NEWS FEATURE: Encyclopedia Explores the Sacred and the Silly of Christmas Season

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c. 2000 Religion News Service

(UNDATED) Despite researching Christmas for more than 10 years, Gerry Bowler says he never grew sick of the world’s dominant holiday.

Bowler, the author of the new “World Encyclopedia of Christmas,” also says he was forever changed by learning everything anyone ever wanted to know about Christmas _ from the recipe for mulled glogg to “I Saw Three Ships,” from “Beavis and Butthead Do Christmas” to solemn midnight Masses marking the birth of Jesus.

“My love of Christmas really deepened during the process. I became less Protestant,” said Bowler, a professor of history and culture at the University of Manitoba, as he described putting together his book for the publisher McClelland & Stewart. He kept finding more layers of meaning in the holiday, which is marked in almost every country on Earth.

By becoming “less Protestant,” Bowler said he means he moved beyond the tut-tutting Puritanism of his own North American evangelical Protestantism. That perspective, he said, tends to see Christmas as a one-shot opportunity to hunker down with the nuclear family and moan about the crassness of it all.

Bowler, a 51-year-old father of three girls who attends the nondenominational Church of the Way in Winnipeg, Manitoba, came to envy how Christmas in many parts of the world remains a mind-altering, sacred season lasting up to two months _ a time for community, charity and discipline, as well as revelry, symbolic danger, ribald humor and mysticism.

Christmas is when Eastern Christians enter 40-day fasts and many Western Christians give time and money to the poor. But Bowler believes it’s also when Christians, not to mention hundreds of millions of secular observers of Christmas, should feel free to cut loose and revel in life.

Bowler came to the conclusion that Europeans and Latin Americans do Christmas in the most alluring ways, finding in it many different meanings.

Southern France, for example, has its famous Christmas festival of “The Thirteen Desserts.” On Nov. 30, some Germans begin a lengthy Christmas season by divining future spouses. And Mexicans have the “Night of the Radishes” on Dec. 23, when they carve giant radishes into shapes from the Nativity story.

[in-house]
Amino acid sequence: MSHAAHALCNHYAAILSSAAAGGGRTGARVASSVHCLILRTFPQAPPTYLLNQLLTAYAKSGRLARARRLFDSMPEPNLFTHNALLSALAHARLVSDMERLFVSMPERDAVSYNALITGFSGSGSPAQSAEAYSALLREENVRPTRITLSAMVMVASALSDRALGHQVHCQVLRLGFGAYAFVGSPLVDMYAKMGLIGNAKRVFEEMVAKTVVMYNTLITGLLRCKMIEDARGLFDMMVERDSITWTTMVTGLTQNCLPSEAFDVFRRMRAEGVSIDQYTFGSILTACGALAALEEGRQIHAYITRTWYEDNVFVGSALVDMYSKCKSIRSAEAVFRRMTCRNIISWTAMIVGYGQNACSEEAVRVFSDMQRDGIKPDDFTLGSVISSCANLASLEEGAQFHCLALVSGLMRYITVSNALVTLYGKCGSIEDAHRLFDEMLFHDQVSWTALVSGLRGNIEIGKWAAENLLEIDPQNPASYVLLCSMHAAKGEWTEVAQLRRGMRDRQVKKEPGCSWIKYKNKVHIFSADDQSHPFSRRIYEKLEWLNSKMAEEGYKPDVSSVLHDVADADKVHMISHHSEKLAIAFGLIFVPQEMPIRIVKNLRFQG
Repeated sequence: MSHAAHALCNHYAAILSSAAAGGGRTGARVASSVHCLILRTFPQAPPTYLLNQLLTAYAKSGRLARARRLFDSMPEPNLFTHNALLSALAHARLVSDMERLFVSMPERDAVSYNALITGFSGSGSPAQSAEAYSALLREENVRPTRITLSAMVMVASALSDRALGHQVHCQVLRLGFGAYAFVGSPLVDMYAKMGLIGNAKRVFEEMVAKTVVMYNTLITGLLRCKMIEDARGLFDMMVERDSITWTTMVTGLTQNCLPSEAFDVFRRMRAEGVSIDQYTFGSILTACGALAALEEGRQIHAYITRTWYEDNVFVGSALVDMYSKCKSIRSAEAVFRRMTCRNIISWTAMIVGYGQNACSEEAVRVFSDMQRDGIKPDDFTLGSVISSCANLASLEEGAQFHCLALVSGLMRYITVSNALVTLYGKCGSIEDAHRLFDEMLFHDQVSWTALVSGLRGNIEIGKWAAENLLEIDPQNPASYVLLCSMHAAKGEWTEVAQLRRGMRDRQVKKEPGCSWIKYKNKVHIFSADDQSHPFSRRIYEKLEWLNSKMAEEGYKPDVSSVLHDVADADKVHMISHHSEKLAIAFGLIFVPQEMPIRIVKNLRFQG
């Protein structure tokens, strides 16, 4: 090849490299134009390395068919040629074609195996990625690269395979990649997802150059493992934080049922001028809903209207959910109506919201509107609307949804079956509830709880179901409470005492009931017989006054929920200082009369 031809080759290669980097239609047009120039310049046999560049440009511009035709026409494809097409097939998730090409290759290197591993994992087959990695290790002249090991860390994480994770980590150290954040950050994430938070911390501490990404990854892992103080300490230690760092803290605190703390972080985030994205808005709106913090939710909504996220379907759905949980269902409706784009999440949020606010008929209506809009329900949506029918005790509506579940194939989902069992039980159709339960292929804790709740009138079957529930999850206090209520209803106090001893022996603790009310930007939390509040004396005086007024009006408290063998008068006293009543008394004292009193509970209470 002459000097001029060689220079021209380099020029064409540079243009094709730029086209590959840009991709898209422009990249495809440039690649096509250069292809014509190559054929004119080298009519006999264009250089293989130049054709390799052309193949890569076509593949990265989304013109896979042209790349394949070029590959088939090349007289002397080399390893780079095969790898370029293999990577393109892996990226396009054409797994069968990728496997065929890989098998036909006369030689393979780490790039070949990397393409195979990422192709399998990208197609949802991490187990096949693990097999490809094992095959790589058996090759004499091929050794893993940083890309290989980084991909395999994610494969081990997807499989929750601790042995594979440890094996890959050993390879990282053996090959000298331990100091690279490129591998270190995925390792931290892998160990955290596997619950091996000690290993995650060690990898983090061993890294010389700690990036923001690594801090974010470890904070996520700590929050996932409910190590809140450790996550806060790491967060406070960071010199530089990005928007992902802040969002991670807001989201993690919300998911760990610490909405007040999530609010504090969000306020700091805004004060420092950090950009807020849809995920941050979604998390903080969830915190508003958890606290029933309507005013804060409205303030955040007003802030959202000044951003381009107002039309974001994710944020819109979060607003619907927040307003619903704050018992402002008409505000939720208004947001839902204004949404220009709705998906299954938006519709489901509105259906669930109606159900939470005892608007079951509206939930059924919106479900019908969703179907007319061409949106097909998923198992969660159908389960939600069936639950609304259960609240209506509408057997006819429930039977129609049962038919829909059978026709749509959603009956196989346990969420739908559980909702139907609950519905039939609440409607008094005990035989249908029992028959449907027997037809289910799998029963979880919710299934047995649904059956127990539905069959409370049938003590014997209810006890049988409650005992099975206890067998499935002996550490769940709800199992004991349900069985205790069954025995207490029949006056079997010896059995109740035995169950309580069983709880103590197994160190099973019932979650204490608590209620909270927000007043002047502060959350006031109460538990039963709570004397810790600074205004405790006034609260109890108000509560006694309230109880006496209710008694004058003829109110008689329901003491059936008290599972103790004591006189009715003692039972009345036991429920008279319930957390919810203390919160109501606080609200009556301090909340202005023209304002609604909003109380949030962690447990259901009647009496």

At the same time, Bowler noted Canada and the United States have created some of their own strange and powerful traditions, particularly in the 19th century, when the “dark and Dionysian side of Christmas got sweetened and it became more of a children’s festival.”

In more than 1,000 playful, provocative, detailed articles, the illustrated, 257-page book tells how people in different times and places culled diverse meanings from Christmas:

_ The Knickerbockers, a New York writers’ group led by Washington Irving in the early 1800s, virtually invented the Santa Claus figure we know in North America, partly as an anti-British tactic. Instead of Santa being a church bishop, they made him into a chimney-sliding “nondenominational elf, one who was seized on by Yankee merchants as the frontman for their commercial exploitation of Christmas.” The Knickerbockers also transformed Christmas from a rowdy communal celebration into a private, child-centered event.

_ The “most bitter Christmas carol” Bowler found was France’s “Noel Des Enfants.” Written during the First World War, it urges the Christ child to avoid comforting German children.

_ In Canada’s Maritime provinces, mummers still go door-to-door dressed in masks and outlandish costumes, drinks at the ready. Philadelphia continues to have an annual mummers’ parade, with 10,000 participants. In Quebec, people visit neighbors to collect money and food for charity. At each door they menacingly pronounce, “La Guignolee,” which suggests they’re ready to roast the feet of the eldest daughter unless they get a donation.

“It was astonishing,” Bowler said, to find out how closely beatings are connected to Christmas. In 1821, for example, in a U.S. book, “Children’s Friend,” Santa Claus encouraged parents to beat their children if they lied or swore.

In Japan, where there are few Christians, Dec. 24 is simply known as “Eve,” he said. It is the night for couples to rent hotel rooms for sensual pleasures.

Bowler’s list of weird and wonderful Christmas tie-ins and observances seems endless. As a result, he feels safe making only two generalizations about Christmas:

_ Virtually everyone sees it as a holiday requiring some sort of celebration.

_ It is viewed as a time for miracles.

“While society becomes increasingly secular and science ever more intrusive,” the “World Encyclopedia of Christmas” says, “Christmas remains the only time of the year when miracles are considered possible, if not inevitable.”

DEA END RNS

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